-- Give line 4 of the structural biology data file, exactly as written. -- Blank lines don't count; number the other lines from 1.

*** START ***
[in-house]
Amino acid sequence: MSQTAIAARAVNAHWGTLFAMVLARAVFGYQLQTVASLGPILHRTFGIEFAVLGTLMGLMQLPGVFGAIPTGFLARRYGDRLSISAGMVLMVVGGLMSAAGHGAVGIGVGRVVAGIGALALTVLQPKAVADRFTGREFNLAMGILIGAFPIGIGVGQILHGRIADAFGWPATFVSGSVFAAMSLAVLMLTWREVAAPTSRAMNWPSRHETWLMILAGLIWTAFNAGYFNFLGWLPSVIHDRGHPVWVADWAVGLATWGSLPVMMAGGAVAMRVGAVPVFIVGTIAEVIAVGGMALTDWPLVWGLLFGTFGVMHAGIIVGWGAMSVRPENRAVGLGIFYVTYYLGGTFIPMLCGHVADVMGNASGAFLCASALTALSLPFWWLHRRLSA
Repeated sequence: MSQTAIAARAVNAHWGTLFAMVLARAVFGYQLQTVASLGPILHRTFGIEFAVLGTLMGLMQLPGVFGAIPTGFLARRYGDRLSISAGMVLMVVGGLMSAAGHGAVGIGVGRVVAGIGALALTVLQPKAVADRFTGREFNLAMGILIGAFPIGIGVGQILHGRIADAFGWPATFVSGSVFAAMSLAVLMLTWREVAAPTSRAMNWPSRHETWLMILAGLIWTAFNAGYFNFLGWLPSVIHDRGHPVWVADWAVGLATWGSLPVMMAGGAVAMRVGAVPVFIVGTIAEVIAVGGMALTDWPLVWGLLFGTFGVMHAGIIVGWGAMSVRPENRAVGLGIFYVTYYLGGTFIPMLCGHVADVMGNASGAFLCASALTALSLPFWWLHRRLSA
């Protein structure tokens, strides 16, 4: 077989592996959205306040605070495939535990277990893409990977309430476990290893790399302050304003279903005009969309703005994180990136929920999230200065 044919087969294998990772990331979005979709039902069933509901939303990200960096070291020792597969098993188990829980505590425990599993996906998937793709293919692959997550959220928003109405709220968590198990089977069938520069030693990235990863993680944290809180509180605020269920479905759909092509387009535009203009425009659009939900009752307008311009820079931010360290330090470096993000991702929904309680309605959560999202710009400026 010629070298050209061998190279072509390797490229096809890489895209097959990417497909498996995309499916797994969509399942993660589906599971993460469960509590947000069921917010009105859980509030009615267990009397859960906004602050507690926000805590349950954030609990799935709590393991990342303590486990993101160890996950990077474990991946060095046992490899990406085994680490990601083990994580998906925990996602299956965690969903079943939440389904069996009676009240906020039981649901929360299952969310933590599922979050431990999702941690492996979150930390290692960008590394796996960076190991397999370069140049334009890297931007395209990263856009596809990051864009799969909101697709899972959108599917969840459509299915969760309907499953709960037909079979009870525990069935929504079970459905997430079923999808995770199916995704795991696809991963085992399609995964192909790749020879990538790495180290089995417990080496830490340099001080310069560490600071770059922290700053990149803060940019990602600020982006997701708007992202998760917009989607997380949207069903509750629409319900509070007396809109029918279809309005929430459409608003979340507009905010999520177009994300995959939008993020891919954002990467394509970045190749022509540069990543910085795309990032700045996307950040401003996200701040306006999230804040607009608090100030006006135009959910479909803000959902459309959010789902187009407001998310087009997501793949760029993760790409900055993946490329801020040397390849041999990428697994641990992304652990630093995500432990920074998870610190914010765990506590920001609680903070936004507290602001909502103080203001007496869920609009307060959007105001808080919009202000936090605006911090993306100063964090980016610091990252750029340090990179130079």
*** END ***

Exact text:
């Protein structure tokens, strides 16, 4: 077989592996959205306040605070495939535990277990893409990977309430476990290893790399302050304003279903005009969309703005994180990136929920999230200065 044919087969294998990772990331979005979709039902069933509901939303990200960096070291020792597969098993188990829980505590425990599993996906998937793709293919692959997550959220928003109405709220968590198990089977069938520069030693990235990863993680944290809180509180605020269920479905759909092509387009535009203009425009659009939900009752307008311009820079931010360290330090470096993000991702929904309680309605959560999202710009400026 010629070298050209061998190279072509390797490229096809890489895209097959990417497909498996995309499916797994969509399942993660589906599971993460469960509590947000069921917010009105859980509030009615267990009397859960906004602050507690926000805590349950954030609990799935709590393991990342303590486990993101160890996950990077474990991946060095046992490899990406085994680490990601083990994580998906925990996602299956965690969903079943939440389904069996009676009240906020039981649901929360299952969310933590599922979050431990999702941690492996979150930390290692960008590394796996960076190991397999370069140049334009890297931007395209990263856009596809990051864009799969909101697709899972959108599917969840459509299915969760309907499953709960037909079979009870525990069935929504079970459905997430079923999808995770199916995704795991696809991963085992399609995964192909790749020879990538790495180290089995417990080496830490340099001080310069560490600071770059922290700053990149803060940019990602600020982006997701708007992202998760917009989607997380949207069903509750629409319900509070007396809109029918279809309005929430459409608003979340507009905010999520177009994300995959939008993020891919954002990467394509970045190749022509540069990543910085795309990032700045996307950040401003996200701040306006999230804040607009608090100030006006135009959910479909803000959902459309959010789902187009407001998310087009997501793949760029993760790409900055993946490329801020040397390849041999990428697994641990992304652990630093995500432990920074998870610190914010765990506590920001609680903070936004507290602001909502103080203001007496869920609009307060959007105001808080919009202000936090605006911090993306100063964090980016610091990252750029340090990179130079």